Every day we are bombarded by potential contagions: whether a physical ailment such as measles or influenza or something as seemingly harmless as a yawn or popular Internet meme. For better or worse, emotions can be contagious too, passed on from one person to another through verbal and nonverbal cues, with or without the awareness that we are being affected by another person’s emotional state. In many cases, the only route for such transmission is observation. For example, who hasn’t felt better after watching an uplifting film or cried while watching a sad movie. In the lab, scientists have determined that levels of the stress hormone cortisol increased in individuals undergoing a stress test but also in passive observers who watch the stress test through a one-way mirror or on a television screen. Often, the magnitude of the observer’s response is affected by how well he knows or can relate to the person.
written by: terri sundquist, promega
As reported in a recent PLOS ONE article (1), we now know that even a physiological response to cold temperatures is readily transmissible from one person to another, although many of us who live in northern climates probably knew this long before any scientific study: Watching children playing in the snow or someone shoveling snow can often send a chill through us even though we are watching from a heated building. However, a group of scientists in the UK and Germany was not satisfied with anecdotal evidence of temperature contagion, as they named this phenomenon. They did the experiment and generated the data.
In these experiments, 38 volunteers in a temperature-controlled setting were shown a 3-minute video of an actor adding steaming hot water or ice to a basin of water, then submerging his hand in the water for 2 minutes. The videos were carefully cropped to show only the actor’s arm to eliminate any emotional or facial cues. Throughout the viewing, researchers measured the skin temperature of each volunteer’s left and right hands as well as heart rate. The skin temperature and heart rate recorded during the first 40 seconds, while the actor filled the basin, were set as the baseline, and this baseline was subtracted from measurements taken after the actor submerged his hand in the water to calculate the change in skin temperature at each 10-second time point. After each video, volunteers were asked to estimate the temperature of the water and the actors hand (to demonstrate to the researchers that they understood that the cold water was cold and the hot water was hot).
The result: Volunteers who viewed the cold-water video had skin temperatures that were on average 0.2°C colder than that of volunteers who were shown a control video in which no hot water or ice was added to the basin and the actor did not submerge his hand in the water. Volunteers who were shown the hot-water videos had a 0.033°C increase in skin temperature. Thus, the temperature contagion was much stronger with cold than with heat. Furthermore, the temperature change was larger for the volunteer’s left hand and was completely independent of which hand (i.e., right or left) the actor submerged in the water. Whether the hand appeared to belong to a male actor or female actress also had no effect on the temperature change. Finally, there was high variation in the degree of the temperature change, with some people experiencing a much larger drop in skin temperature than others.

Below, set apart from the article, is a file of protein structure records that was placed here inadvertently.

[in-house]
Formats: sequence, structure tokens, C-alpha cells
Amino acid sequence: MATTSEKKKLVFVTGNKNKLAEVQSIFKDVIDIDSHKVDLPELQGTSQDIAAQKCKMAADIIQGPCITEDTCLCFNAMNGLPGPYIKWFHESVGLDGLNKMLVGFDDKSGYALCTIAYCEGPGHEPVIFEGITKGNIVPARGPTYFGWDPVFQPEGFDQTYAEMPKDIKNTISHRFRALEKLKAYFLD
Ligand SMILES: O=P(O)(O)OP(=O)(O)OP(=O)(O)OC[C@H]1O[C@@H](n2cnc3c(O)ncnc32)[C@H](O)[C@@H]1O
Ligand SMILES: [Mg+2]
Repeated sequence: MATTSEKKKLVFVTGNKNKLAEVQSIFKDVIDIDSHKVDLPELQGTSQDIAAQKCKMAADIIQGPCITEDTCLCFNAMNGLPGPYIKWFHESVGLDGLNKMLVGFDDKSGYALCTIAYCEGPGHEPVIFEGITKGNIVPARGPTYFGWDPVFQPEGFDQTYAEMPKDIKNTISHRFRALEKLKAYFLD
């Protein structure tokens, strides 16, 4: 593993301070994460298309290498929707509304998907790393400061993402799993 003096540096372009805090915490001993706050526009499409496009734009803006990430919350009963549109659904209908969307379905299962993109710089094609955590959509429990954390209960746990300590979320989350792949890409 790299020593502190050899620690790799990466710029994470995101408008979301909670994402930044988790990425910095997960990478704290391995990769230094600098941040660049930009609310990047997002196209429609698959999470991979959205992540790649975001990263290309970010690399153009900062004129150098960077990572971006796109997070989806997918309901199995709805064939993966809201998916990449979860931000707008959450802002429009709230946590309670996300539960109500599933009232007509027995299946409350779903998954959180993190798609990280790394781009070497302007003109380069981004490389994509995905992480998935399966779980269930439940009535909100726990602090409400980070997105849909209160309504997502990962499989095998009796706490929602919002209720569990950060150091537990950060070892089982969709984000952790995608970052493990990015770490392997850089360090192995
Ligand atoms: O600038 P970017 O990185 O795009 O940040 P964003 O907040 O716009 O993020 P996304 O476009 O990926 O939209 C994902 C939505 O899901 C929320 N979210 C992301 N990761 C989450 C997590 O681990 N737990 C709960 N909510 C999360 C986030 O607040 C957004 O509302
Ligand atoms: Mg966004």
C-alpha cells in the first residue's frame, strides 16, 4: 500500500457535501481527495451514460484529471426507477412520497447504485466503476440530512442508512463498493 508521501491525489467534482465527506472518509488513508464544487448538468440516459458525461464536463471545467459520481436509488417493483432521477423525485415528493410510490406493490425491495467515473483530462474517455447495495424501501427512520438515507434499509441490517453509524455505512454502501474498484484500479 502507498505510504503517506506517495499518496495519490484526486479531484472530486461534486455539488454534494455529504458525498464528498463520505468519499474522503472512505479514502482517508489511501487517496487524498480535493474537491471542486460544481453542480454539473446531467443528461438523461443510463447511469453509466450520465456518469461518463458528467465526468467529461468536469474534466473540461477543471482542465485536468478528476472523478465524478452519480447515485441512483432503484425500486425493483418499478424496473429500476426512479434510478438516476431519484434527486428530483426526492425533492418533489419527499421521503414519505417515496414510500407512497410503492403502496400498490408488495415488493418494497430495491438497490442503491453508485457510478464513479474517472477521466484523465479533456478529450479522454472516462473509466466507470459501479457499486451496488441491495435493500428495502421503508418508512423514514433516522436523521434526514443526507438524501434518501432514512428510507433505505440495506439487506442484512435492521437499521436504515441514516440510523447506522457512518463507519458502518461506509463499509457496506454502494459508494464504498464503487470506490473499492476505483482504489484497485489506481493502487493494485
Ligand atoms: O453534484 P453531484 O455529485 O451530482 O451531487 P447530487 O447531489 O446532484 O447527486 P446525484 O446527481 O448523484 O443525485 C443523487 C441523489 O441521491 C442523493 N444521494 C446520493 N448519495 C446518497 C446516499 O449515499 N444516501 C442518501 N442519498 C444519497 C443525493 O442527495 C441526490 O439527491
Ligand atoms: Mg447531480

The researchers then examined the role of “emotional contagion”, which they defined as the transfer of an “affective state” from one person to another through only the power of observation and without the affected person being aware of the source of the transfer. In other words, one person is being affected by another person, but the affected person doesn’t realize it. By the researchers’ definitions, emotional contagion is very similar to empathy, except that with empathy the affected person recognizes the effect’s source as the second person. Due to this similarity and because there are well respected psychological tests to measure empathy, the authors used empathy as a proxy for emotional contagion.
To answer the question “Does a person’s degree of emotional contagion or empathy determine how much their skin temperature dropped?“, scientists asked the volunteers to complete several questionnaires designed to measure empathy before the experiment. One question might be “It upsets me to see someone being mistreated”. The researchers then looked for any correlation between the temperature change of a volunteer’s hand and his degree of empathy toward other people. The results were mixed. Empathy levels as measured by the Mehrabian Balanced Emotional Empathy Score did not correlate to the degree of temperature contagion, while empathy levels determined using the David Interpersonal Reactivity Index did correlate slightly. In a nutshell, it doesn’t matter who is exposed to the cold (i.e., a loved one or a complete stranger); we feel a little colder regardless.
So, next time you are watching a cold scene play out, whether in person or on a screen, and feel a chill, you’ll know why. You’ve been affected by temperature contagion.
Cooper, E.A. et al. (2015) You turn me cold: Evidence for temperature contagion. PLOS ONE 9(12), e116126. doi:10.1371/journal.pone.0116126
WOULD YOU LIKE TO SEE MORE ARTICLES LIKE THIS? SUBSCRIBE TO THE ISHI BLOG BELOW!